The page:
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The Rebirth of Bobby Martino

The West End and Broadway actor is back home for good, raring to perform here


By Rica Arevalorebirth1

Over dinner last week, stage actor Bobby Martino, who has acted on West End and Broadway shows, tells us he is back for good in Manila after 28 years of performing abroad. He was part of the original cast of Cameron Mackintosh’s Miss Saigon in 1989.

His passion for musical theater started with Nestor U. Torre and Gines Tan’s Magsimula Ka. “It tells a story about a young man’s ambition to be a singer while his parents wanted him to pursue a more stable career,” recalls Bobby. “Exactly my story—I was studying Architecture and competing at schools’ singing competitions, joining choral groups, and wanting to pursue a career in the music industry.”

His perseverance led him to get his biggest break.  “I read an audition notice in the Manila Bulletin,” says this method actor.  He cut classes so he could go to the audition at the Cultural Center of the Philippines (CCP). “I was armed with two verses of the song, Magsimula Ka, when I was cast as part of the ensemble and later bagged the lead role of the singer. The story is parallel to my own life.”

“I am the very first scholar of the Organisasyon ng Mga Pilipinong Mang-Aawit!” he proudly stated. He was mentored in voice lessons by Celeste Legaspi, Kuh Ledesma, Dulce, and Louie Reyes. “It took a whole village and good blessed destiny to get here.”


In Miss Saigon, he climbed from being part of the ensemble to landing the lead role, the Engineer.

“I stayed in London for 10 years, studied at The Royal Academy of Dramatic Arts, and did other West End shows,” said the Shirley Bassey fan.

He also performed in South Pacific, Peter Pan the British musical, Godspell, The Life of Carmen Miranda, and the Last of the Mohicans, among others.

His favorite play is Designed for Living. “It was restaged by Sam Mendes. Lahat ng unexpected nagawa (We did some pretty unexpected things! Hindi siya predictable (It was not predictable),” recalls Bobby.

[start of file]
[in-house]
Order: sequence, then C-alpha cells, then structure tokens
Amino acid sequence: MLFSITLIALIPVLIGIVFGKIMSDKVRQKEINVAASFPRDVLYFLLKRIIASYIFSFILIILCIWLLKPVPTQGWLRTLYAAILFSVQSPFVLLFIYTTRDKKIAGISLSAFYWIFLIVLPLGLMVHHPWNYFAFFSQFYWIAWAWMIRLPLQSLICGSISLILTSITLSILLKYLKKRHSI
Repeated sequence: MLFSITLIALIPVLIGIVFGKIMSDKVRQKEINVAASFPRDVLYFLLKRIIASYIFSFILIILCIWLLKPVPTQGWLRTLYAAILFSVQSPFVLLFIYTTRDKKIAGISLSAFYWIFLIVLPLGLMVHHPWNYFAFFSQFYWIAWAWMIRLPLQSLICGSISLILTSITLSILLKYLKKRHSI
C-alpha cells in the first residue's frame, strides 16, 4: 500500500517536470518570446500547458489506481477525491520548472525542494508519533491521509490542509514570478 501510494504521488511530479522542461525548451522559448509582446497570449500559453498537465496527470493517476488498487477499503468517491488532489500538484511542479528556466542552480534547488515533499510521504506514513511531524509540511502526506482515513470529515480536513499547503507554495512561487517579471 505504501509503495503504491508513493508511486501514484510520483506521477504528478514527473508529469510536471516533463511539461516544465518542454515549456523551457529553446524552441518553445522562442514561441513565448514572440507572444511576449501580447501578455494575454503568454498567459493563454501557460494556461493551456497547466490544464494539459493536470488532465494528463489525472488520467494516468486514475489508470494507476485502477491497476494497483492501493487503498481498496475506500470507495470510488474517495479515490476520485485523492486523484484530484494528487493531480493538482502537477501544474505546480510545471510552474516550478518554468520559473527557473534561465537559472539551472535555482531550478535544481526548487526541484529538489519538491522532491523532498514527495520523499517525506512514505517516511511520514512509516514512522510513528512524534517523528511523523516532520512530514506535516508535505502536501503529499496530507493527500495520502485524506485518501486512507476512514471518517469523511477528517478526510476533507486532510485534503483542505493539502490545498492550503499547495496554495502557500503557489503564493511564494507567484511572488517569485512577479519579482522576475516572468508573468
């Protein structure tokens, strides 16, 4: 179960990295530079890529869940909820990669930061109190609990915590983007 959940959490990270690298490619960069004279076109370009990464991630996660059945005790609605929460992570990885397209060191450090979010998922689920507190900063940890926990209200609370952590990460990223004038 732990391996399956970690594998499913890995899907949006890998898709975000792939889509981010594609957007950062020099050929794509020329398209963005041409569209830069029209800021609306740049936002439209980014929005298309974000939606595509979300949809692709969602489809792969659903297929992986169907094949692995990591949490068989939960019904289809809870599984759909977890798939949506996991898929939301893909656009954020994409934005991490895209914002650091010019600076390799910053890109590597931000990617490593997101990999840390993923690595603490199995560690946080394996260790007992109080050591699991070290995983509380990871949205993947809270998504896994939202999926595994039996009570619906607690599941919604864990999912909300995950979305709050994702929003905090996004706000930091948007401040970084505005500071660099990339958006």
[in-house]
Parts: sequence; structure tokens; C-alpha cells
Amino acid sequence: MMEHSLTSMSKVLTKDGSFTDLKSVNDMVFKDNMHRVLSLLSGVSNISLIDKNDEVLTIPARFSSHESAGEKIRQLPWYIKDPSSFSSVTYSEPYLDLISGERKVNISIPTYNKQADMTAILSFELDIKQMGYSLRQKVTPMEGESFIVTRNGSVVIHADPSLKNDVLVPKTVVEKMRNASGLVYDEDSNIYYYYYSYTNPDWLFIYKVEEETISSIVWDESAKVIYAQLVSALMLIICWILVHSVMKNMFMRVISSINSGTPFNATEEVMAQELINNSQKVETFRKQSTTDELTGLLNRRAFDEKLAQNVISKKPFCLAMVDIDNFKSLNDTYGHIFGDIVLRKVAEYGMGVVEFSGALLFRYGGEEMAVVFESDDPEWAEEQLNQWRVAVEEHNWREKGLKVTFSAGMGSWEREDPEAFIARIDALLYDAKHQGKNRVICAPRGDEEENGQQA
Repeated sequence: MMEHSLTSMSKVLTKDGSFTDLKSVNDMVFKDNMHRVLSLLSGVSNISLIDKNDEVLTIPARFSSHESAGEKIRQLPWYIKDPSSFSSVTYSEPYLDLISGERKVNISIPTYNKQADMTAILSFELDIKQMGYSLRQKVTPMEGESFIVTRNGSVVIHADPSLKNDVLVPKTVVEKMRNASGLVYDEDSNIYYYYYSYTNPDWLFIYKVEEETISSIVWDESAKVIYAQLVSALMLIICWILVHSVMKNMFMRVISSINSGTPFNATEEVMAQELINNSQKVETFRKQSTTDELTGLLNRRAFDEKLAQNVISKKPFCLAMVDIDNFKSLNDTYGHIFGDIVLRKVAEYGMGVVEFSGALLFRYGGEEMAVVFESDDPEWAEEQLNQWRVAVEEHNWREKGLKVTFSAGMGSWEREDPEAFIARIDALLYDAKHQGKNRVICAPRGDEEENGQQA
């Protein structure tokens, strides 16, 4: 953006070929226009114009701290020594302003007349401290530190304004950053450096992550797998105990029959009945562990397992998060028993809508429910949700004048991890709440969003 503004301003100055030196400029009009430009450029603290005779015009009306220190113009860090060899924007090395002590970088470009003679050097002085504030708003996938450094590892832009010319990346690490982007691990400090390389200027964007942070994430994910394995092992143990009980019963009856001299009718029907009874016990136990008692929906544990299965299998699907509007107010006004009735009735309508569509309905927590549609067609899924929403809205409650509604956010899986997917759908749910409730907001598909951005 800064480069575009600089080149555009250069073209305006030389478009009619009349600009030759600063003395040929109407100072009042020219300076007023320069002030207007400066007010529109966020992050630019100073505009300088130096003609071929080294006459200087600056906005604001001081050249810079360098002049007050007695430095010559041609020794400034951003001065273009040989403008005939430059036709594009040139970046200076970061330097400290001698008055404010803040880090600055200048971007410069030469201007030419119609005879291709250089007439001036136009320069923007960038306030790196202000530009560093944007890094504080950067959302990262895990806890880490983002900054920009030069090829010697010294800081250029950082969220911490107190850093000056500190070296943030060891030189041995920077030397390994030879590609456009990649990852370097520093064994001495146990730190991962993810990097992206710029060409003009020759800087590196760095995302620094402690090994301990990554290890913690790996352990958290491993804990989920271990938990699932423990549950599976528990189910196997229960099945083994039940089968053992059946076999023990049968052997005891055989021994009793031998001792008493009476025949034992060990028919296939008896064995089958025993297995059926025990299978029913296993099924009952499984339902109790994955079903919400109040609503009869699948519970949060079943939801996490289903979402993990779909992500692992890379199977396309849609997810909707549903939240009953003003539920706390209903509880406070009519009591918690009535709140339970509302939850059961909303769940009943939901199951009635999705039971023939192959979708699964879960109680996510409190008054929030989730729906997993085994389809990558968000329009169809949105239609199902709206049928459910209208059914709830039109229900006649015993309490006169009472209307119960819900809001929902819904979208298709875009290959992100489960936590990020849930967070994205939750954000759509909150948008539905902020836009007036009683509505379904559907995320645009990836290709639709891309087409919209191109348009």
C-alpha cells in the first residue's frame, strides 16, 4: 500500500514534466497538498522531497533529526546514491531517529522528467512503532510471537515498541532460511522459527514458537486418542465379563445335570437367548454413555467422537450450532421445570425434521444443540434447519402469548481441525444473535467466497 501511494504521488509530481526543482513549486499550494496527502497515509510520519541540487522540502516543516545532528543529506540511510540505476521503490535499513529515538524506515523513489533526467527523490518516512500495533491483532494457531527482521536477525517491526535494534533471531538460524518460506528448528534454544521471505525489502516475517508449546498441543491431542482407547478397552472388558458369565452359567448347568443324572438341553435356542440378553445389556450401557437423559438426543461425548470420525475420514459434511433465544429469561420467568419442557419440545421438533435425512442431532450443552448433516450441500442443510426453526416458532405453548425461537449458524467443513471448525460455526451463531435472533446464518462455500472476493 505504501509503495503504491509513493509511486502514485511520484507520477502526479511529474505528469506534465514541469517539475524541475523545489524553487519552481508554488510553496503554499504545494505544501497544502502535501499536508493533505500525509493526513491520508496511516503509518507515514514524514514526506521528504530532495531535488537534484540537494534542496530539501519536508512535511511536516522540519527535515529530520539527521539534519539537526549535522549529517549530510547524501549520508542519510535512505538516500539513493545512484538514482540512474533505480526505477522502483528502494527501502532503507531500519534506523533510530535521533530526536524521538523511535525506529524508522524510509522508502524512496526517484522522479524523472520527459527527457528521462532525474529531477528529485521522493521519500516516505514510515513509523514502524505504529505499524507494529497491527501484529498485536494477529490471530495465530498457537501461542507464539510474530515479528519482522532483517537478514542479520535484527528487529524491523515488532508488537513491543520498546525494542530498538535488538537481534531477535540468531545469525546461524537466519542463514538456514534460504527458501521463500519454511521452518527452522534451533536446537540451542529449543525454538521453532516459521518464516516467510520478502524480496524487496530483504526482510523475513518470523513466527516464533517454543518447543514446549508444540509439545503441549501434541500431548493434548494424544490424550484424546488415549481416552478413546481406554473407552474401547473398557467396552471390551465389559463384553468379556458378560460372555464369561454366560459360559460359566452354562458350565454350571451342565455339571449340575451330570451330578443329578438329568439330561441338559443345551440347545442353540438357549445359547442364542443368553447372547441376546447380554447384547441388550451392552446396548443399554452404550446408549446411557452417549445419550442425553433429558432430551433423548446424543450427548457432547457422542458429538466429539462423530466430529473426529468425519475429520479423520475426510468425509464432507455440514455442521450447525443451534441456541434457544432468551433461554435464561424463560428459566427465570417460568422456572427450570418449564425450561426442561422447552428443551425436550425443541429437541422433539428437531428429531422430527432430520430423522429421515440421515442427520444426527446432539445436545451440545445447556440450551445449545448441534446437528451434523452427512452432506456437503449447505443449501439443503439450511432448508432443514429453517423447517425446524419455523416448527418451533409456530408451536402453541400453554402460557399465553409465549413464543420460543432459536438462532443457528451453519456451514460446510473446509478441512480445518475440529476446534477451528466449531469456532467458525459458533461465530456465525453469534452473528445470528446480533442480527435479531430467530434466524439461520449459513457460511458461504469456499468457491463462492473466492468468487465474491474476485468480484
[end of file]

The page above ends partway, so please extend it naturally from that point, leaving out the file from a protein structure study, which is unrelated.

To survive, he made use of his architectural background. “I practiced Interior and Retail Design and Architecture, and that saved me from getting hungry,” he added. “So yes, I designed Lea Salonga’s NYC apartment, as well as Bjork’s, Mariah’s, and the Yurmans’, who have been my design clients.”


Why did he come home after his long, colorful musical theater career?

 “Broadway becomes very limited because very few musicals are open to color blind castings,” mused this actor who played Emilio Aguinaldo in a History Channel biopic. “Although we all fight for it, every time, most especially when they cast Asian roles with white people doing the white face and prosthetic Asian eyes.”

He reminds playwrights to write original Filipino musicals. He confessed, “Wala kasi nagsusulat. Mahirap din magsulat ng musical, it’s an American form.” (No one is writing. It is difficult to write a musical because it’s an American form). The ultimate goal is for the musical to be funded by loyal local patrons and let the foreigners and international market discover our local talents.

Bobby is currently writing his one-man-show. “Let’s create jobs by creating works that will employ more Filipino creatives,” exclaims this Judas from Godspell. “Let’s collaborate, let’s coop this industry that creates original works and shares its profits and benefits to its creative members. The only way we can develop this craft of creating an original musical is to write our own stories in our own language, with our own musical inspirations, and define how Filipinos listens to its own musical self!”

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